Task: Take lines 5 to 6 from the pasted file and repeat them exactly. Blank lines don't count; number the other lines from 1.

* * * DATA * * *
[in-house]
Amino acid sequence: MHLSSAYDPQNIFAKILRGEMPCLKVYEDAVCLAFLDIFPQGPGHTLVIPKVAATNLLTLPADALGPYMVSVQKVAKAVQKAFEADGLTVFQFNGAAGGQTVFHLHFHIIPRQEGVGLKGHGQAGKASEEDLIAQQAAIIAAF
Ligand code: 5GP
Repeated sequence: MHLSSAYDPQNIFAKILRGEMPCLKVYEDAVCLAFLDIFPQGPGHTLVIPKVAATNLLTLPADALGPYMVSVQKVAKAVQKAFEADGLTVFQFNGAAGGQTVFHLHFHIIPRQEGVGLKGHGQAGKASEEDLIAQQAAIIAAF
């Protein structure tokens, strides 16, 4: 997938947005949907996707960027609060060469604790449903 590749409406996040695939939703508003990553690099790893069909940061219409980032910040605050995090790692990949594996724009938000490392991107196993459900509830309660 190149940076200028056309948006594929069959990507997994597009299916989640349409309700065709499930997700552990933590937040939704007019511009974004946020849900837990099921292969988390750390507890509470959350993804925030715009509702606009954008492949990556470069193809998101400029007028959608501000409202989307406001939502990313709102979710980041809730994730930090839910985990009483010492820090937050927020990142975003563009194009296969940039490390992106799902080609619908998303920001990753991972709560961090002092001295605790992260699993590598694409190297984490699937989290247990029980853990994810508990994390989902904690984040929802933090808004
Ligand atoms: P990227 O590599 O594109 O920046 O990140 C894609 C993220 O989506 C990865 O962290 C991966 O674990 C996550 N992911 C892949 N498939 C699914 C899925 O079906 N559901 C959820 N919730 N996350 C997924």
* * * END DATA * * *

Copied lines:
């Protein structure tokens, strides 16, 4: 997938947005949907996707960027609060060469604790449903 590749409406996040695939939703508003990553690099790893069909940061219409980032910040605050995090790692990949594996724009938000490392991107196993459900509830309660 190149940076200028056309948006594929069959990507997994597009299916989640349409309700065709499930997700552990933590937040939704007019511009974004946020849900837990099921292969988390750390507890509470959350993804925030715009509702606009954008492949990556470069193809998101400029007028959608501000409202989307406001939502990313709102979710980041809730994730930090839910985990009483010492820090937050927020990142975003563009194009296969940039490390992106799902080609619908998303920001990753991972709560961090002092001295605790992260699993590598694409190297984490699937989290247990029980853990994810508990994390989902904690984040929802933090808004
Ligand atoms: P990227 O590599 O594109 O920046 O990140 C894609 C993220 O989506 C990865 O962290 C991966 O674990 C996550 N992911 C892949 N498939 C699914 C899925 O079906 N559901 C959820 N919730 N996350 C997924």